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Wie woeful with Singh on song
Cream persists in coming to the top and Vijay Singh is certainly creaming the coffers in Hawaii. After becoming the first player to take $10 million out of the pro pot in one season, his back to back performances in the Hawaiian Islands have already made him 20% of that figure in two weeks. On this form, if the forty-something Singh continues with the schedule that he has set himself this year he may have to open his own bank.

Singh led from the front last week in the Mercedes Open. This week, as if for entertainment reasons, he won by coming from four shots behind, making the others feel that they had a chance. Singh is certainly on song. After two days of indifferent play by his standards, opening with a 69 and 68, he did a pipe opening exercise at the last hole in the second round with an eagle at the par five ninth hole and posted his intentions. These two saved shots kept him in the chorus line as Quigley and Murayama took centre stage. Singh was still not in full voice through the third round with a 67 that left him four shots adrift. His grinding consistency, however, proved too much for the leaders; his last round 65 took him to 11-under par and a one-shot win.

Singh is not likely to become complacent about his play but if he needed a reminder about how precarious his position is at the top of the rankings, Ernie Els is always there to remind him.

Els played seven rounds of tournament golf well in the Hawaiian Islands without showing the cutting edge that can strike fear into a field. His eighth round, his last in the Sony Open at the Waialea Country Club in Honolulu, showed that his cutting edge remains razor sharp. After rounds of 71, 67 and 70 he produced a final round 62, the lowest of the week and possibly one of the finest rounds of golf that this course will ever see. This eight-under par round propelled him from roughly nowhere in the field into second place, only one shot behind Singh. Els left it late in Hawaii; the putting touch that is of primary importance in this sort of target golf came to him too late. Ominously, it did arrive and he will doubtless take it with him to the Californian mainland next week.

It is a sad reflection of American golf that less than half the numbers watching the qualifying rounds saw Singh and Els play on the last day. The reason for this does not require extensive analysis - the gimmick was gone. If American pro golf needs to include a 15-year old girl (no matter how good she is) in the field to attract attention, it is surely ailing.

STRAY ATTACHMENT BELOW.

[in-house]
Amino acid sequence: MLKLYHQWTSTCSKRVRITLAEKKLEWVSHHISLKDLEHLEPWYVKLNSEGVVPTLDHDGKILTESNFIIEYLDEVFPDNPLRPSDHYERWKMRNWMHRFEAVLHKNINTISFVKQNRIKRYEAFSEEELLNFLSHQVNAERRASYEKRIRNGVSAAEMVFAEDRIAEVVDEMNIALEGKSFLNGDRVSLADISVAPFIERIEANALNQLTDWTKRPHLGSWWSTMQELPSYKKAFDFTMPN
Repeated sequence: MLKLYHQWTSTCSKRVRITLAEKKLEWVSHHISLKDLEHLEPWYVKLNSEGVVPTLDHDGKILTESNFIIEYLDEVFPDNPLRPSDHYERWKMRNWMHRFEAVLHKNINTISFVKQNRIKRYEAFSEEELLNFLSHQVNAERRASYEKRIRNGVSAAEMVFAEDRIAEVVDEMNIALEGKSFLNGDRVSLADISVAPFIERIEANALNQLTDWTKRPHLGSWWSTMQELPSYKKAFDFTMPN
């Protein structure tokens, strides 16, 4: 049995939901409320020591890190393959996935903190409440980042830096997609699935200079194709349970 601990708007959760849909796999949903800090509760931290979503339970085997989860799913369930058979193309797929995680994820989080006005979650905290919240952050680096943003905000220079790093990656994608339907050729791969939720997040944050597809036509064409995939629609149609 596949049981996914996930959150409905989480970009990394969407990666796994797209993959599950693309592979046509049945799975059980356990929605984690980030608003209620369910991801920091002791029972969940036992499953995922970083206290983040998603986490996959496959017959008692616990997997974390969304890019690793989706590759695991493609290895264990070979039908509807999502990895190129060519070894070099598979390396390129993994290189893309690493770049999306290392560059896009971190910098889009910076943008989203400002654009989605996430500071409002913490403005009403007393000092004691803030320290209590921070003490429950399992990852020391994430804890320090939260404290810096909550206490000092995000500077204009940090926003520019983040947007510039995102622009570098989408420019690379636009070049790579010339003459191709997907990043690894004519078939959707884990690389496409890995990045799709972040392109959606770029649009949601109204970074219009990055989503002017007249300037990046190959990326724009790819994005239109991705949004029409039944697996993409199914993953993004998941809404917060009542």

After the furore that accompanied Michelle Wie's inclusion in this event last year it was surprising to find that Sony had extended a sponsor's invitation again this year. She played well last year and only failed to make the cut by one shot. Some months later, again prompting debate, the leading lady pro golfer in the world failed to make the cut in a men's event. There is clearly no good sporting reason to include ladies in men's events. Sony's invitation to the talented 15-year old Miss Wie can only be for reasons of its own corporate self-promotion or for the purely charitable reason of entertaining the delightfully charming young woman.

By her own admission this lovely young lassie never stood a chance. Her intention was simply to improve on her last year's performance and make the cut for the last two days of play. In the blustery condition on Honolulu she failed by seven shots. This was no mean achievement. Paul Casey failed by the same margin and she was not last in the field. Her presence in the event, however, deprives some aspiring young hopeful who has already gone through the rigours of qualifying school for a chance to compete and someone should be holding the US Tour accountable.

After a first round 75, Michelle was as good as gone. A player able to reach the par five holes in two shots might have a chance but a 15 year-old has little or none. Watching this girl play is an experience because she hits the ball so far with textbook elegance and style. She is, indeed, a credit to the Leadbetter School, which she advertised on her clothing. She is also a credit to the management team that is depriving her of the pleasures of a normal youth while pummelling her into a corporate enterprise.

Doubtless Michelle enjoys the limelight of the men's pro golf stage. She doubtless has genuine golfing aspirations in it and everyone who has ever seen her play certainly hopes that she will fulfil. Should Michelle succumb to the rigours of this cruel game and fall from grace, one hopes that Sony will continue to extend its annual invitation to her in Hawaii. If they do not it will surely by reasonable to ask why?

©    17 - JANUARY 2005

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